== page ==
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City without traffic - Pristina 1966

Pristina
Pristina

When the American Mary Motes, the first foreign English teacher ever admitted to the local faculty, arrived in Pristina in 1966 she found a city without traffic:

"[A]bout once a day a lone car might be seen to slow down behind a truck which was being reduced to a crawl by a bullock cart. An authentic traffic jam, it was the signal for some youth to raise the ironic cry: Oh look! London. "

On market days, she saw horse-drawn carts and men in traditional costume but no Albanian women. By 1970, however, cars had begun to arrive in Kosovo in larger numbers. With state-subsidised credits families bought the "Fico", the small Fiat made in Serbia. The traffic statistics noted a sudden increase in car accidents. In 1970 Kosovo's first traffic light was installed in Prizren, even before Pristina.

Mary Motes lived in a faculty building in the centre of town, where there was "more livestock round the Faculty then students", including two water buffalo. The older houses in the city centre of Pristina still lacked running water. Cholera had broken out in the summer and tuberculosis was still a problem, with people generally blaming the water. The only other foreigners living in Pristina "were a small group of East European engineers on loan to the local power station".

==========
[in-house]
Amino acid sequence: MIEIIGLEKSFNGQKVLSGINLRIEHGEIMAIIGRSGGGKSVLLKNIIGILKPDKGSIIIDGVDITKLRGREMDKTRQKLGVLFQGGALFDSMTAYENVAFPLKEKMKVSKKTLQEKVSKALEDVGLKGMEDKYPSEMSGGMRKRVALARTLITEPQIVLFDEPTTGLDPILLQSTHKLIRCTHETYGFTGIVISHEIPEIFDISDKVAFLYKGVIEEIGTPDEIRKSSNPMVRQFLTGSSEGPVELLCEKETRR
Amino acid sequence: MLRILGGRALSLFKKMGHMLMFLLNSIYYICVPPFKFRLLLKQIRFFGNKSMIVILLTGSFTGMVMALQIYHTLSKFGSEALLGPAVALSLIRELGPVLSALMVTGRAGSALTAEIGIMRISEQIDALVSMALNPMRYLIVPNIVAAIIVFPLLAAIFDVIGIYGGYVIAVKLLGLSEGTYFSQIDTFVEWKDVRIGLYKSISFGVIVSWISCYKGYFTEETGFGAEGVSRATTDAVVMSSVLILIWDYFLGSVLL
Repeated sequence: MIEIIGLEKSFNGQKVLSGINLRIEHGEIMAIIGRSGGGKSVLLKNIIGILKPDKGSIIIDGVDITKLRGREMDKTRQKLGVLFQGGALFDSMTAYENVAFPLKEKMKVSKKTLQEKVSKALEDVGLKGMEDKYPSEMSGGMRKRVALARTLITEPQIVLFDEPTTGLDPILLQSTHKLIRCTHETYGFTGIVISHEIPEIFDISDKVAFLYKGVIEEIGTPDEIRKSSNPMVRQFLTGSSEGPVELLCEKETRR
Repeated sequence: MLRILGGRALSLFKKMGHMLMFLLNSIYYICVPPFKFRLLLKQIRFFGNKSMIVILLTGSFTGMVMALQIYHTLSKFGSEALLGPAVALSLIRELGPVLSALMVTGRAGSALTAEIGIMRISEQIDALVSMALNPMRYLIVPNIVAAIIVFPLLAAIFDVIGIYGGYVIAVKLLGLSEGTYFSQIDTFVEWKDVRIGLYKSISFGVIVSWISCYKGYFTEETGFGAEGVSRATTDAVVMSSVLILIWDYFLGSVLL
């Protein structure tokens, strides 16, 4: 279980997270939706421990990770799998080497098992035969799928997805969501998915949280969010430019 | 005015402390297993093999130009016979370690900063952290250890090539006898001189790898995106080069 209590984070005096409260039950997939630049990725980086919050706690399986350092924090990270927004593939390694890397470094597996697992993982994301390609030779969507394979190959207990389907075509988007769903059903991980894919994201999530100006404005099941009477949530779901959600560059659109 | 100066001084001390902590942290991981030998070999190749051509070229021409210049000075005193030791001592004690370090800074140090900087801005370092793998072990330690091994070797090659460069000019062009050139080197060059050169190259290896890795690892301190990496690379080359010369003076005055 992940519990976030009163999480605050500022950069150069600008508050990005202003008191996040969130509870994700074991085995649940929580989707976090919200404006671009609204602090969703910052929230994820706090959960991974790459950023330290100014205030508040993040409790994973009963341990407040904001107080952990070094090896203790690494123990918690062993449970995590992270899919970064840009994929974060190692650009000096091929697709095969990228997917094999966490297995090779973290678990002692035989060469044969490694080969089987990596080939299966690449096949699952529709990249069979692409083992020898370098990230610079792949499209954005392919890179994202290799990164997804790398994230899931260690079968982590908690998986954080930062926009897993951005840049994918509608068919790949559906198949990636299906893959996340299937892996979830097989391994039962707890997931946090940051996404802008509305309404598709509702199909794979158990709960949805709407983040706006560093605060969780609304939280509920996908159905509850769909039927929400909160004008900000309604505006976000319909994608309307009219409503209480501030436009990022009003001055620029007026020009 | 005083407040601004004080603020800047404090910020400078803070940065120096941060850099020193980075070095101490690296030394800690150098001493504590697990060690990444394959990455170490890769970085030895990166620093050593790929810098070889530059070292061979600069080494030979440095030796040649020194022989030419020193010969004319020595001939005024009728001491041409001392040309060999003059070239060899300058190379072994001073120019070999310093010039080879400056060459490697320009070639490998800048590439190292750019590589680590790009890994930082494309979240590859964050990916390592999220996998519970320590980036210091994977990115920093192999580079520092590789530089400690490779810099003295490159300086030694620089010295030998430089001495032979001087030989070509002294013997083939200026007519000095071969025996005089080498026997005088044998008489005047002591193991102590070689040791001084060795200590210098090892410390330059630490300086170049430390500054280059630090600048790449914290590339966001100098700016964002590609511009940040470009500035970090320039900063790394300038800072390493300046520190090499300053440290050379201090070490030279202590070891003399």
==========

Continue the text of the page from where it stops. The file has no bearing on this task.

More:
Motes left Pristina in 1971. At that time, Pristina town had a population of 65,000, living in 14,800 households. When she returned in 1974, the city had grown in size and had changed in character:

"Pristina was so bright at night; so many street lights everywhere […] a strange new university library […] Bankos, Kosovoinvest, Agrokos […] cars parked everywhere […] most impressive of all, so many Albanian girl students […] everywhere there was the sound of Albanian […] Pristina now had a big new store with an elevator […]"

Kosova-Kosovo: Prelude to War 1966-1999. Mary Motes. 1999.
[ / Redland Pr Inc]

November 2006
Tim Judah

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